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HGH in Professional Football?
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know I'm not the only one who's incensed by the concentrated media
coverage surrounding the Brett Favre "will he or won't he" saga as
it plays out to millions of disinterested NFL fans. But not since
"Ross and Rachel" or "Dawson and Joey", has a relationship between
two star-crossed lovers garnered so much unnecessary attention. ESPN
has done more than its part to force feed its viewers with every
miniscule, speculative detail as it unfolds, and the thought of continued coverage over the next several days bores
me to tears. The issue of Favre's reentry into the NFL has
been so beaten to death by the media, and more importantly, it's
been completely mishandled by the Green Bay Packers organization,
that I'm more than ready to disassociate myself from the entire
debate and move on with the business of football. The bottom line
is, if the Green Bay Packers wanted to retain the services of
Brett Favre, they could have handled the entire situation behind
closed doors. Instead, a huge production ensued and a three
ring circus sprouted up surrounding rumors of his return. If the
Green Bay Packers were so hell bent on moving on without him, they
should have just let him go. Let him go to the Minnesota Vikings,
let him go to the Tampa Bay Buccaneers or the New York Jets ... allow Brett Favre to go out
on his own terms. Is one inter-division defector really going to
grotesquely skew the outcome of two divisional matchups a year?
In a word ... no.
What does intrigue me about this entire situation is the greater issue it may elude to in professional football. Many of us unwittingly assume that the steroid era which marred professional baseball couldn't possibly infiltrate our precious true national pastime (the sport of professional football). Could it? The Green Bay Packer organization was so quick to dismiss a Brett Favre comeback; and after taking the Pack to the NFC title game the year before, wouldn't you think they'd be clicking their heels to have their adopted son back in uniform, donning the green and gold? It begs the question ... what is the problem with Brett Favre? How did the cornerstone of the Green Bay Packer organization fall so far out of favor with his former employer? How is it that a 38 year old quarterback, seemingly impervious to injury, manages to stay injury free for nearly sixteen seasons? And why is it that in the twilight of his career, Brett Favre appeared to improve, when the skills of similar quarterbacks were in decline? Did a potential HGH conspiracy force Brett Favre into retirement? I've seen the rumors on forums and blogs. Pure speculation? Yes. But plausible ... maybe.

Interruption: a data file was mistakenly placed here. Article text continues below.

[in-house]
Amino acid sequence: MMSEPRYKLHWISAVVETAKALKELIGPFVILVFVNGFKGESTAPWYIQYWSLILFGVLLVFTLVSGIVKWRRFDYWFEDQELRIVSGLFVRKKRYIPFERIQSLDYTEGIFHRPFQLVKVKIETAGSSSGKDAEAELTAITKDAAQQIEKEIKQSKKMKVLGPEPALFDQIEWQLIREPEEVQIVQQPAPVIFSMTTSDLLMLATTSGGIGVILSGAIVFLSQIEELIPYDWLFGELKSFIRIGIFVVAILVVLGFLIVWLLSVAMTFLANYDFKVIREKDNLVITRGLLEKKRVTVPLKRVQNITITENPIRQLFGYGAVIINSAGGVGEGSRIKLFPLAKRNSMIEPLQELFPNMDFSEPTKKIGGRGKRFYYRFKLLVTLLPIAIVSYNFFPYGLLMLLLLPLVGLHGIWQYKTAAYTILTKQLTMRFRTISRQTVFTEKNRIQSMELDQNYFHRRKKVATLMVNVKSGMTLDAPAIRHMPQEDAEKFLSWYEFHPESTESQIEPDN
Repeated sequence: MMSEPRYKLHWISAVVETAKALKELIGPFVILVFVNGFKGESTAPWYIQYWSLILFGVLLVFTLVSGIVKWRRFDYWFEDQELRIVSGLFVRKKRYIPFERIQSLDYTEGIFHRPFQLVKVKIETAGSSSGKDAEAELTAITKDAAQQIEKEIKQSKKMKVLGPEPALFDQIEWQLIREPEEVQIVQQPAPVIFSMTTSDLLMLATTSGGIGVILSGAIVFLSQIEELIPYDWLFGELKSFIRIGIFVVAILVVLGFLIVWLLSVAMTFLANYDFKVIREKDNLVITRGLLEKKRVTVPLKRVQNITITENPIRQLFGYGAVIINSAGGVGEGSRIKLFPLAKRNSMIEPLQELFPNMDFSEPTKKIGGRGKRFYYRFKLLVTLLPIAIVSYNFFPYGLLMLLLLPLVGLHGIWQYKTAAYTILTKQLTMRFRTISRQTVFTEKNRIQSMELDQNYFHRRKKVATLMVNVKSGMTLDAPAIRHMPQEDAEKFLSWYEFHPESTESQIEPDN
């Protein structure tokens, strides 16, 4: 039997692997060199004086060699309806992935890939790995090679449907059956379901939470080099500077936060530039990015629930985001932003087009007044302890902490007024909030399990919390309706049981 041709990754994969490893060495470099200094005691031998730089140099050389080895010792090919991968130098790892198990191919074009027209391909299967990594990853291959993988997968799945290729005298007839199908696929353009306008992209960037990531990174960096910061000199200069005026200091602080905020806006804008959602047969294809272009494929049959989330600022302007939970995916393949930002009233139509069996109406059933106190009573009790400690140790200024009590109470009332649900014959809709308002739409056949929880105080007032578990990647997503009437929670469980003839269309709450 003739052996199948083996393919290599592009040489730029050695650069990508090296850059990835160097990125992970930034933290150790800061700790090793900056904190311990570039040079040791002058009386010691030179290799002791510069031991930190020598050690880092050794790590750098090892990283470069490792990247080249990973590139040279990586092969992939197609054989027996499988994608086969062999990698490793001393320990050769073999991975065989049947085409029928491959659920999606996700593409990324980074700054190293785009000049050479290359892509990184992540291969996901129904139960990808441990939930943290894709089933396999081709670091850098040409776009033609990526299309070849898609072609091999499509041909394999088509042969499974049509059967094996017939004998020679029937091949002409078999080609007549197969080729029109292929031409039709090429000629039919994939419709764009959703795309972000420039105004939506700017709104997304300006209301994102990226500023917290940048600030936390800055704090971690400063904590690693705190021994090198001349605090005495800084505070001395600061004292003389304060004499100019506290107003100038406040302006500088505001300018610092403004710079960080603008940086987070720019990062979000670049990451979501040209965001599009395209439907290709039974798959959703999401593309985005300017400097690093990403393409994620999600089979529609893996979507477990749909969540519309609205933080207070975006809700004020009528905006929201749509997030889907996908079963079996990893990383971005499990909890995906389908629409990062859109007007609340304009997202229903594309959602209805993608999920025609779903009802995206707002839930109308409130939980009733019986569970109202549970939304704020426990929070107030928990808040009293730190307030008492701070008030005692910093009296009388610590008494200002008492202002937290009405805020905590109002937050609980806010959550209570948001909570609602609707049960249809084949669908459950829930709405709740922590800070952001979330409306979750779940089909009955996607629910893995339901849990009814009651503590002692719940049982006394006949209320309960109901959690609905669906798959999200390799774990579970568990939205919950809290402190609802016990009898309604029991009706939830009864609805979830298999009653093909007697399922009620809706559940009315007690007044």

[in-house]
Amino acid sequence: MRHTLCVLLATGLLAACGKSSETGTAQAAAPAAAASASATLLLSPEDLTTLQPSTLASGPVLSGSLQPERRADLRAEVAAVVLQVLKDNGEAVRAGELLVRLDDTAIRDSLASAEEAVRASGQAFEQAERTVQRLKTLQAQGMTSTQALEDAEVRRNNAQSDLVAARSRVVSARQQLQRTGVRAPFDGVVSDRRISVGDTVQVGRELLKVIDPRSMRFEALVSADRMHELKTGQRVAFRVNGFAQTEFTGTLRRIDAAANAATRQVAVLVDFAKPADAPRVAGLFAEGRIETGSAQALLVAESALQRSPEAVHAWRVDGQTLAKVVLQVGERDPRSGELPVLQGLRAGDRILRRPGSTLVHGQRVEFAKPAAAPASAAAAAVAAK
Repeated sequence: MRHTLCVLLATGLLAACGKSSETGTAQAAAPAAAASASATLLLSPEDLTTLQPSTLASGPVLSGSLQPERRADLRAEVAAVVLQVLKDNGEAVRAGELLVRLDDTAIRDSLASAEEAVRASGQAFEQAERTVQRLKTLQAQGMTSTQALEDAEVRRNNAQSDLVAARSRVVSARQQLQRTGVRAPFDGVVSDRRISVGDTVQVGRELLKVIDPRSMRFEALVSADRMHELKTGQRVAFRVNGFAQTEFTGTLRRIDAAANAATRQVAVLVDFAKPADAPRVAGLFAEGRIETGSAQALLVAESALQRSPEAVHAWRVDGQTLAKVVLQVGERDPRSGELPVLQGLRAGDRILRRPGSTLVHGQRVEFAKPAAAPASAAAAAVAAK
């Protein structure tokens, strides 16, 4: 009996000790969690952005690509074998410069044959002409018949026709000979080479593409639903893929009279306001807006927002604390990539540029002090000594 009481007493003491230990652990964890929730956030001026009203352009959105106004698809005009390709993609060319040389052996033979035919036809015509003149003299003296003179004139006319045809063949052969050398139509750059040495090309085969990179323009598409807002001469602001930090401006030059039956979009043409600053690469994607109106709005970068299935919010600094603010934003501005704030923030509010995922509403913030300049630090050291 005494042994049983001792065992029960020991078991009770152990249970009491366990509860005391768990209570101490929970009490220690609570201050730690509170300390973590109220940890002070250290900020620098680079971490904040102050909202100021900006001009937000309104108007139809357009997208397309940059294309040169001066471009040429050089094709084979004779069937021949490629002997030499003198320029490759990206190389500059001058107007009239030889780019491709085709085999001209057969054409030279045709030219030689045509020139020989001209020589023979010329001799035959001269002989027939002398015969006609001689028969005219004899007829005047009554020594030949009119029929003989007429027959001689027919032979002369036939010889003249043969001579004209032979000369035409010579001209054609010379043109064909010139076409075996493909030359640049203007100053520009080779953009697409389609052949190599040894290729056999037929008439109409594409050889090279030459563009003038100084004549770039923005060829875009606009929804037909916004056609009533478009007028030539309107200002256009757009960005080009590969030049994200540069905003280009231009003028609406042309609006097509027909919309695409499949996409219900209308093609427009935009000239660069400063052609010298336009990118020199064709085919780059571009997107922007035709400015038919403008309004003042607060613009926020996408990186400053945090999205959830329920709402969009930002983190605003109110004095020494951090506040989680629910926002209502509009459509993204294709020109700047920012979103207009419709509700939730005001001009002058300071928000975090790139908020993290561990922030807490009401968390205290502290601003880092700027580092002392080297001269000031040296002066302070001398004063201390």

Don't get me wrong, there is no accusation here, the words "alleged Human Growth Hormone use" are not being uttered in connection with any specific professional athlete, living or dead. This is simply topic on the table, submitted for your consideration. How many players in the National Football League are currently using HGH? How many athletes in a game of inches, in a game where every hundredth of a second counts, wouldn't do whatever it takes to gain the slightest advantage over their competitors, either to set themselves up for their next big contract or to prolong a career? Is HGH the fountain of youth for the new millennium? It's certainly no secret that celebrities have jumped on the Human Growth Hormone bandwagon. So why not some of the greatest athletes in the world of sports, considering that currently there's no way to test for the illegal use of HGH? If you were certain there was no way you would get caught, and millions of dollars are at stake, what would you do?